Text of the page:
A local spa entrepreneur shares the very best of this historic hot mud haven.
I’ve been living here for 32 years. I came to Calistoga because in 1984, I was hired by a French spa company, Promothermes. They are in the mineral springs business in France, and at the time, they owned seven huge mineral spring spas allover the country—but no hotels. The owner of the company was traveling with his wife in California, and visited Calistoga because of the hot springs, which were his passion in life. There was one for sale with a hotel on site, so he bought it. There was also a very old shack with old hot springs popping up.
My background was hotel, and in 1984, this fellow Jacques, hired me as general manager and US rep. He told me that he and his team would come over and build a nice European spa on property. I was completely ignorant of spas, but we built a beautiful spa that had a lot of hydrotherapy in it, tubs, showers, scotch hoses, and wet tables. We completed the project in 1985, and because Jacques wanted to give it a French flair, we called Le Spa Francais. It was called that but nobody could pronounce it or remember it. The spa became extremely successful, and at the time it was the most beautiful mineral springs in California, perhaps in all of the US. All of the equipment was state-of-the-art from France and Germany. It also offered the traditional Calistoga mud bath because Jacques wanted to bring innovation and new equipment and at the same time blend it with the tradition of Calistoga.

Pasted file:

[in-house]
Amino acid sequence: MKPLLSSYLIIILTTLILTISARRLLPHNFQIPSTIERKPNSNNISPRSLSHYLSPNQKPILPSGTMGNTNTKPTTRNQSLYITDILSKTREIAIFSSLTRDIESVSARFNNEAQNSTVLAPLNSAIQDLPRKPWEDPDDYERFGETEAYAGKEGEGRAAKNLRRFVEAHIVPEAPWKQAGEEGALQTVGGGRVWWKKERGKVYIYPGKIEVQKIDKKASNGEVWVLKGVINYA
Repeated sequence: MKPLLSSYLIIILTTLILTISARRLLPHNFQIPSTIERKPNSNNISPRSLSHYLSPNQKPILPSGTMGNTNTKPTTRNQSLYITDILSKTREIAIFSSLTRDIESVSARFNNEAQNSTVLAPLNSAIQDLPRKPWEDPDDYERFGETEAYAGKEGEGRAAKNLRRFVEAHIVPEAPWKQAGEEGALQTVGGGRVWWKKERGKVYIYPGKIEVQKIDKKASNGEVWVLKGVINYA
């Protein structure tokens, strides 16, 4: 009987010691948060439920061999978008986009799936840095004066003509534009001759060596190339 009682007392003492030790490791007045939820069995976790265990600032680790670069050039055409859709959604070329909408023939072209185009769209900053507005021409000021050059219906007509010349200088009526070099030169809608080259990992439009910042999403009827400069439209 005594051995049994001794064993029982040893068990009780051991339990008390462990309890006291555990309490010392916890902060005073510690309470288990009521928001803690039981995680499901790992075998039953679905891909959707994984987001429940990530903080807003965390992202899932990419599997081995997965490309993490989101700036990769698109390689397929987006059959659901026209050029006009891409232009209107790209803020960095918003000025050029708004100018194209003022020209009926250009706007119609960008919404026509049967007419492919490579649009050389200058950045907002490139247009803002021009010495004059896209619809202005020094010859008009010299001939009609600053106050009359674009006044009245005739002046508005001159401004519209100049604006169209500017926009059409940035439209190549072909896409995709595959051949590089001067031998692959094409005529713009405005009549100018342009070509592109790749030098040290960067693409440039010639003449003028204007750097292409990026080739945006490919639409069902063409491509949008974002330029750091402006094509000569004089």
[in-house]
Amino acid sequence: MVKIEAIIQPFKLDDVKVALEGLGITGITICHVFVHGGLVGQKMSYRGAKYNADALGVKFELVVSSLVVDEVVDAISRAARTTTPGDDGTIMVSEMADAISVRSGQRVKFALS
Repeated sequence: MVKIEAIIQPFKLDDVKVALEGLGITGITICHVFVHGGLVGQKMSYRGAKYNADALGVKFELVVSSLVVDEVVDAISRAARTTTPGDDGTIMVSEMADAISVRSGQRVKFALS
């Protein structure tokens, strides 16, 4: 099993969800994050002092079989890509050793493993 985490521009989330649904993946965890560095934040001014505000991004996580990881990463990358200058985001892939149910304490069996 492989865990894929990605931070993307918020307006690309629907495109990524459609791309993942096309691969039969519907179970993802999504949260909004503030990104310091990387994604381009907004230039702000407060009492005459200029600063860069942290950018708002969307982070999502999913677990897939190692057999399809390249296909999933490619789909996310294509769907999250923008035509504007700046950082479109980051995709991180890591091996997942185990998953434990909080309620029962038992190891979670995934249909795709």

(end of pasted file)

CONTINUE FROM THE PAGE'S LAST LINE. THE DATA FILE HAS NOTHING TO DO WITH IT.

Hotels, Hippies & Hot Springs
Next came the renovation of the existing hotel. The 50-room property was completely rundown when Jacques bought it. The previous owners were a group called Alive Polarity (the creators of Polarity therapy). They were a bunch of hippies who’d been there since the 1960s, and the place was like a commune—all of the kids were running around, sprouts were growing in hotel rooms, and there was a veggie restaurant and a mineral pool on property. The pool became the Calistoga community pool because everyone was coming for free. They had wonderful nurturing therapists that drew a loyal following. It was a great place, but a difficult place to run a business.
I told Jacques I needed $1.5 to $2 million to fix the hotel and bring it up to decent standards. He had a thalassotherapy project in Normandy he was working on and he wanted to concentrate on that, so he decided to sell the Calistoga property. He asked me to help him sell it, and in 1986, he put it up for sale. We sold it to a local group, and that was it.
On Expertise & Equipment